Bindhu Oommen, MD, MPH, Samuel W Ross, MD, MPH, Joel F Bradley, MD, Kristopher B Williams, MD, Hannah C Kline, Vedra A Augenstein, Brant T Heniford, MD, Ronald F Sing, DO. Carolinas Medical Center, Department of Surgery, Division of Gastrointestinal & Minimally Invasive Surgery, Charlotte, NC.
INTRODUCTION Percutaneous endoscopic gastrostomy (PEG) tube placement is a valid mechanism of enteral support when oral feeding is contraindicated or not possible and is commonly performed by both surgeons and gastroenterologists. Our objective was to compare outcomes of PEG placement by surgeons versus gastroenterologists (GI).
METHODS AND PROCEDURES: A retrospective chart review of patients undergoing PEG tube placement at our institution between May 2011 and May 2013 was performed. Demographics, comorbidities, perioperative details, complications, hospital length of stay (LOS), and mortality were collected. Univariate analysis was performed with p <0.05 deemed statistically significant.
RESULTS: Over the two-year period, 643 patients had PEG tubes placed: 273 (42.5%) by surgeons, 370 (57.5%) by GI. Comparing surgeons vs. GI, a higher number of PEG tubes were placed on an inpatient basis by surgeons (92% vs 73%; p<0.001). In both groups, 62% were male; 68% Caucasian. Surgeons operated on slightly younger patients (56.0 ±19.8 vs 64.3 ±13.5 years; p<0.001). Comparing surgeons to gastroenterologists, GI tended to place PEGs in more comorbid patients: CAD (8.1% vs 13.0%), history of cancer (12.1% vs 35.1%), hypertension (38.8% vs 53.2%), anti-platelet therapy (25.8% vs 36.1%), risk of aspiration (20.0% vs 36.1%), pneumonia (31.6% vs 19.1%); all p<0.05. Illicit drug use (5.3% vs 1.4%) and respiratory failure as indicated by tracheostomy at any time during admission (58.7% vs 16.8%) were higher in the surgeon group; p<0.05. When PEG placement was by a surgeon, concomitant tracheostomies were performed in 48% of cases, compared to 14% in GI group (p<0.001). The most common indications for PEG were CNS impairment (43% vs. 35%), dysphagia (34% vs. 31%), enteral access (12% vs. 4%), oropharyngeal neoplasm (6% vs. 25%), and gastric decompression (5% vs 6%); p<0.001. Although overall intraoperative and postoperative complications were higher among GI, they were not statistically significant (p>0.05). The pre-procedure LOS (13.8 vs 9.1 days; p<0.0001) and post-procedure LOS (13.0 vs 5.1 days; p<0.0001) were longer in the surgeon group.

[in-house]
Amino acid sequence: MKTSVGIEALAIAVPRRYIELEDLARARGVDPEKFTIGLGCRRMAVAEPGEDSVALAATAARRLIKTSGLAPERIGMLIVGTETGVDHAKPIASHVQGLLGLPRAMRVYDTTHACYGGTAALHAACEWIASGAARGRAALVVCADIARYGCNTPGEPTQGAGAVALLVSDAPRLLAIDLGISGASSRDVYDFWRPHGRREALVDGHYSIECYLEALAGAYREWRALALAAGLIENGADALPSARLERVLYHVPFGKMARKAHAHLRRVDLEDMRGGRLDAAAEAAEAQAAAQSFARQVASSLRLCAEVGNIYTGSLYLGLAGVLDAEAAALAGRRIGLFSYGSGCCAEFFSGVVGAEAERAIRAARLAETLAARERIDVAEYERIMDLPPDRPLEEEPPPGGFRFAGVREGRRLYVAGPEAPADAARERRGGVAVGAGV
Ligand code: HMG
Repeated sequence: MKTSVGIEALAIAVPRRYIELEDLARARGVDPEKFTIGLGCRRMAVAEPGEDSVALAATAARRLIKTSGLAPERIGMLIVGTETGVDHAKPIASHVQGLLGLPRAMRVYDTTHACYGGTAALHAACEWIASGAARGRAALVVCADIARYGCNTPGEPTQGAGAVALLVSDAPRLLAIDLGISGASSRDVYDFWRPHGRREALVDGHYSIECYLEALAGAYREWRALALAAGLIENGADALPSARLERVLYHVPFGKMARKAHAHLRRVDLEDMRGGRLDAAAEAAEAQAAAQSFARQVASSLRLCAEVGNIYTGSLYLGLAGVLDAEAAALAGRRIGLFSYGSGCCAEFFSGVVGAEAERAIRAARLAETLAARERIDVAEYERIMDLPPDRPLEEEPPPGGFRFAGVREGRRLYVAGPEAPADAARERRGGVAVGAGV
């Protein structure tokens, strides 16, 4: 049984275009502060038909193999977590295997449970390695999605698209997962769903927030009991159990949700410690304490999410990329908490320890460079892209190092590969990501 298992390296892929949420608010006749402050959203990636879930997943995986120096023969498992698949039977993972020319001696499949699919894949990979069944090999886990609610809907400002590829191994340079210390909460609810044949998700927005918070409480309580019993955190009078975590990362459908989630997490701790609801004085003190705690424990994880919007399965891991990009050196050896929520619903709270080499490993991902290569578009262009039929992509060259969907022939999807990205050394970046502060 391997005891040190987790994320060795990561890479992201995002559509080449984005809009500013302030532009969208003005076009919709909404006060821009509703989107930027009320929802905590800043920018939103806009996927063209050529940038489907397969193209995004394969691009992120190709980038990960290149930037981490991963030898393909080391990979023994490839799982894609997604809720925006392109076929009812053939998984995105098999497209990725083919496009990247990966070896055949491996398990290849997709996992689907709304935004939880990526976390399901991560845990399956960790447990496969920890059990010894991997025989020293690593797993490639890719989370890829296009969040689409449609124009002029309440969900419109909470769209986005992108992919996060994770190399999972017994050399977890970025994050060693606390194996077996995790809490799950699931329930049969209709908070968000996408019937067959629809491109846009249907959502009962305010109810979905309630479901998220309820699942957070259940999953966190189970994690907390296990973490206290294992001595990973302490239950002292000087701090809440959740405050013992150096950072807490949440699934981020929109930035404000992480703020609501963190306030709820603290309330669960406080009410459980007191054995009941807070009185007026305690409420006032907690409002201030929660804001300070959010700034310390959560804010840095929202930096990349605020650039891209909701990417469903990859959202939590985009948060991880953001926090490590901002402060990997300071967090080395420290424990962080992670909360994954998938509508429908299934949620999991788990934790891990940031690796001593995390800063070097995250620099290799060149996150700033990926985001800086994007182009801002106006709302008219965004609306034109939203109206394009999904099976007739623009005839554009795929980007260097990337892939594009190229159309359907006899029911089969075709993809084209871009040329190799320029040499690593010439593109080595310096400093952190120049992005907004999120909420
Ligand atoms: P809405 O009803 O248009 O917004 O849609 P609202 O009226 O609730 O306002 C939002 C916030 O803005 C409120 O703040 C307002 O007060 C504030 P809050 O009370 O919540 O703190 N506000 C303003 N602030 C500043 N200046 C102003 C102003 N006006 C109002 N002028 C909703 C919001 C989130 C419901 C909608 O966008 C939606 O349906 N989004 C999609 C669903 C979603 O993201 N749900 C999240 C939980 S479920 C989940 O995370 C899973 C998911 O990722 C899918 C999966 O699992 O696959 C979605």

CONCLUSIONS: Surgeons and gasteroenterologist have similar technical outcomes and no significant difference in complications. The longer LOS in the surgeon group may be attributed to prolonged respiratory failure.